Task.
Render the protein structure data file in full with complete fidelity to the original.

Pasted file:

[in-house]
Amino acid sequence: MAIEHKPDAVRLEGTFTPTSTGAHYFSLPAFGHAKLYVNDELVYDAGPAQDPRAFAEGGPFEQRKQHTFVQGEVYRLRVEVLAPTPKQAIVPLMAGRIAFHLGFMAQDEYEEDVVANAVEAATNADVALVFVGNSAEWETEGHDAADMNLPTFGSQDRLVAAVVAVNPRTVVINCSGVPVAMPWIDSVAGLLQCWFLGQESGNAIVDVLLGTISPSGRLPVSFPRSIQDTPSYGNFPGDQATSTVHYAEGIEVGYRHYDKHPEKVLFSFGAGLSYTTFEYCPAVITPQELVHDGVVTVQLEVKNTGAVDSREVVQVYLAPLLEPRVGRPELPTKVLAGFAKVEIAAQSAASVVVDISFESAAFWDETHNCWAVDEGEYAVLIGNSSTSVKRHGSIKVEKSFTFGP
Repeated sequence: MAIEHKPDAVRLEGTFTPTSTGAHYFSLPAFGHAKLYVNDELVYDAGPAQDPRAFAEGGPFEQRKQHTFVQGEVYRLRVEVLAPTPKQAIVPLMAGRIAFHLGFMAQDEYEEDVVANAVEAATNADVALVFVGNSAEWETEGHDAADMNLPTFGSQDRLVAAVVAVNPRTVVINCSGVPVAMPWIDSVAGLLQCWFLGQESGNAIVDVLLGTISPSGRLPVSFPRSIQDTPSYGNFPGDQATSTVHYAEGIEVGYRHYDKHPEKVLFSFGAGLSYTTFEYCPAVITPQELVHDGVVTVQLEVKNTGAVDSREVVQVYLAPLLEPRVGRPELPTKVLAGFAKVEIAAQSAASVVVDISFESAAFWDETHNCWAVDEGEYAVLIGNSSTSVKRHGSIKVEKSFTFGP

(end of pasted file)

[in-house]
Amino acid sequence: MAIEHKPDAVRLEGTFTPTSTGAHYFSLPAFGHAKLYVNDELVYDAGPAQDPRAFAEGGPFEQRKQHTFVQGEVYRLRVEVLAPTPKQAIVPLMAGRIAFHLGFMAQDEYEEDVVANAVEAATNADVALVFVGNSAEWETEGHDAADMNLPTFGSQDRLVAAVVAVNPRTVVINCSGVPVAMPWIDSVAGLLQCWFLGQESGNAIVDVLLGTISPSGRLPVSFPRSIQDTPSYGNFPGDQATSTVHYAEGIEVGYRHYDKHPEKVLFSFGAGLSYTTFEYCPAVITPQELVHDGVVTVQLEVKNTGAVDSREVVQVYLAPLLEPRVGRPELPTKVLAGFAKVEIAAQSAASVVVDISFESAAFWDETHNCWAVDEGEYAVLIGNSSTSVKRHGSIKVEKSFTFGP
Repeated sequence: MAIEHKPDAVRLEGTFTPTSTGAHYFSLPAFGHAKLYVNDELVYDAGPAQDPRAFAEGGPFEQRKQHTFVQGEVYRLRVEVLAPTPKQAIVPLMAGRIAFHLGFMAQDEYEEDVVANAVEAATNADVALVFVGNSAEWETEGHDAADMNLPTFGSQDRLVAAVVAVNPRTVVINCSGVPVAMPWIDSVAGLLQCWFLGQESGNAIVDVLLGTISPSGRLPVSFPRSIQDTPSYGNFPGDQATSTVHYAEGIEVGYRHYDKHPEKVLFSFGAGLSYTTFEYCPAVITPQELVHDGVVTVQLEVKNTGAVDSREVVQVYLAPLLEPRVGRPELPTKVLAGFAKVEIAAQSAASVVVDISFESAAFWDETHNCWAVDEGEYAVLIGNSSTSVKRHGSIKVEKSFTFGP